SUKHUMI -- Separatist leader Sergei Bagapsh has said he will not allow international observers to enter the breakaway Georgian region of Abkhazia, RFE/RL's Georgian Service reports.
Bagapsh told journalists on April 29 that instead of being in Sukhumi, the Abkhaz capital, United Nations and European Union observer missions should go to Georgia proper because it "is a source of international conflict."
Bagapsh said that Georgia has proved in the past 20 years to be a real threat to Abkhazia.
UN Ambassador Dieter Boden and EU Special Representative for the South Caucasus Peter Semneby both held talks with Bagapsh in Sukhumi in March.
Bagapsh added that Ukrainian and Belarusian recognition of Abkhazia's self-declared independence would be a very important step for the region, though he is unwilling to predict whether those countries will, in fact, recognize Abkhazia.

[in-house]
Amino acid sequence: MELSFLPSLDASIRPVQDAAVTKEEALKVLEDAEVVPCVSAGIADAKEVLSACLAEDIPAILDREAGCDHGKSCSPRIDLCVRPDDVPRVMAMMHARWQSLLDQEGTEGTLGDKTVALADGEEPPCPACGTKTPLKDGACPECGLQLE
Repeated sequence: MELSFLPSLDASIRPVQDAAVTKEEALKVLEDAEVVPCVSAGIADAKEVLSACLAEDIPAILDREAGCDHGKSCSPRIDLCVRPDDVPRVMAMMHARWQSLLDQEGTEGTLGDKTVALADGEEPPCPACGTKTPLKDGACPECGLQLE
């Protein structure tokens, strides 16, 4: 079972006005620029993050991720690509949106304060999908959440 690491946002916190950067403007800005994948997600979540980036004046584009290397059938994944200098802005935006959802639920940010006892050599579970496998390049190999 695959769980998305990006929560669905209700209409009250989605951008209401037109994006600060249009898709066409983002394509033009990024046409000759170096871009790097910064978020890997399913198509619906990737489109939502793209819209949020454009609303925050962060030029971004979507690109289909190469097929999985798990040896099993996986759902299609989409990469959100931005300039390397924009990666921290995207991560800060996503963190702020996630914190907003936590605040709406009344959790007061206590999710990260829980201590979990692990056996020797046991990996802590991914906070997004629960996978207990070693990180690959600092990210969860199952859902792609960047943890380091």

Abkhazia's independence has so far been recognized by Russia, Nicaragua, Venezuela, and the tiny island nation of Nauru.
Baghapsh also mentioned the close relations Abkhazia has with Russia and added that money spent by Russian tourists in Abkhazia has "helped fill the budget."
Meanwhile, Russia said on April 29 that it plans to increase security on the waters off of Abkhazia's coast, Russian media reported.
Aleksandr Tudakov, the head of the Russian Coastal Security Service in Abkhazia, said the four security patrol boats currently being used will be increased to eight. He said there will also be an increase in the number of guards on patrol, though he has no timetable for the new deployments.